The medical crisis

Print edition : February 17, 2001

TWELVE days after the earthquake, when the first phase of emergency relief was over, Liladharbhai Gadha, a trustee of the Bidada Sarvodaya Trust hospital, summed it up: "The tragedy was lack of coordination. There was no shortfall in medicines, doctors o r money, but it was there in the distribution of these. We finally decided that the best thing would be to send the doctors back to where they came from, along with some patients."

At the Bidada Hospital in Kutch.-PRAVIN KAJOLKER

Stories abound of foreign medical teams being underutilised, of planeloads of supplies being misappropriated, of aid workers and doctors with confirmed tickets being offloaded from aircraft only to be replaced by politicians or media crew. A fortnight af ter the earthquake, the exact number of medical teams working in Kutch was not known. Independent aid agencies fixed their own areas of operation by tying up with local non-governmental organisations (NGOs), while foreign government-sponsored agencies we re directed via the local administration. The initial lack of coordination between the administration and the NGOs resulted in some areas receiving more medical aid than was required. Worse still, some medical teams were unable to utilise their services fully . A team of Israeli doctors, who arrived with six planeloads of supplies and equipment, found that after the first few days they were at a loose end. This was not for reasons of shortage of patients. One doctor explained: "Patients are too scared to rema in in Bhuj. They take their basic treatment, and then if they are able to, they go to safer places."

Most in demand were orthopaedic surgeons. Doctors said that more than 50 per cent of the fractures were of the lower limbs, and there were a few skull fractures. Although there were reports of mild gastroenteritis (300 cases in Bhachau taluk, according t o a report of the Voluntary Health Association of India) and chicken pox (40 cases in Rapar taluk), the district administration and the NGOs said there was no fear of an outbreak of epidemics.

During the initial days of the disaster, the victims in Kutch had access only to Military and Field Hospitals, the Leva Patel Hospital in Bhuj, the Bidada Sarvodaya Trust Hospital and the Bhojai hospital. The latter two could mobilise services rapidly be cause, located as they are in southern Kutch, they were unaffected by the earthquake.

AT the 15-bed, two-year-old, Bhojai hospital a team of doctors sent from the Sultanate of Oman's Ministry of Health work ceaselessly. The majority of the cases are orthopaedic. Like so many others, this team works with whatever is available and find that more than just its medical help is being called on.

At the Bidada Sarvodaya Trust Hospital the first phase of emergency medical treatment is over. New patients still come to this 27-year-old institution from remote regions of Kutch. However, since the 11th day, new registrations fell to 10 per day. The ho spital has treated more than 800 seriously injured persons. At the peak of the calamity surgeons carried out 30 to 40 surgical operations daily.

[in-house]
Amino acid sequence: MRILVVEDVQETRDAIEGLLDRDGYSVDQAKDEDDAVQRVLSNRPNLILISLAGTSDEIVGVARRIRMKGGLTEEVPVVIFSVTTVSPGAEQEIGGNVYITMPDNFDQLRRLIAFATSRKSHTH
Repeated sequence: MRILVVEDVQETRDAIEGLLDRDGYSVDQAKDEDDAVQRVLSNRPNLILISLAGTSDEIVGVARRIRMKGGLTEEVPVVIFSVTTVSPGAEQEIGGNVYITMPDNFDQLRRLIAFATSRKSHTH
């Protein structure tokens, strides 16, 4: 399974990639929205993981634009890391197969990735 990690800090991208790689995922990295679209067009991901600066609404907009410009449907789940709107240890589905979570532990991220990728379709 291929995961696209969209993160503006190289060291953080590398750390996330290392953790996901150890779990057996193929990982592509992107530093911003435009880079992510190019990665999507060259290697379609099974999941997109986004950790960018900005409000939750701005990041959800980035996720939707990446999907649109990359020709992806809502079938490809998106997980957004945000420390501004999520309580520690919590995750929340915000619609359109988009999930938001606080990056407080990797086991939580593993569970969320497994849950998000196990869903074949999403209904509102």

With the experience of 30 years, the Bidada team was quick to respond. By the evening of January 26, Mumbai's Kutchi community had pledged Rs.1 crore to the hospital. The next day volunteer doctors reached Bidada, and the operation theatre began working. A vast tent was erected to house more than 250 beds. Another tent served as a transit camp while yet another housed the homeless. The hospital kitchen served 2,000 people every day. The civil administration gave the hospital full access to their medical stocks.

Ninety per cent of the serious injuries are orthopaedic, according to the hospital records. In 30 per cent of the cases, amputation was done. The hospital has already organised a 15-day workshop to fit patients with artificial limbs.

THE number of psychologically disturbed people is yet to be ascertained. Dr. Dhiraj Chheda, who has had long association with the Bidada hospital, says psychological fears are being manifested in small ways like stress-induced gastric bleeding and a heig htened sense of fear of noise and vibration. Children, especially those below the age of five, seemed to want to blank out what happened, he said.

Jagrutiben Vyas was brought to the hospital from Bhuj by cadets of the National Cadet Corps. She has no surviving family. The case papers of the 75-year-old read: "Highly anxious. Unable to respond to verbal supportive psychology. Unable to monitor her o wn medical needs. Traumatic paraplegia. Psychiatrist required."

However, doctors do not expect psychological problems to escalate to any severe extent because of the strong emotional support from the community. The case of Chetana, 26, is an example. Her broad smile and cheerful conversation are at odds with the fact that both her legs have been amputated from the knee. She has lost her husband and daughter. She says she lives for her son. For the first three days she cried almost non-stop and clung to her sister-in-law who, she says, gave her tremendous emotional s upport. She believes that helped her recover.

She echoes the anthem of Kutch when she says: "It's in the past now and we have to get on with our lives."

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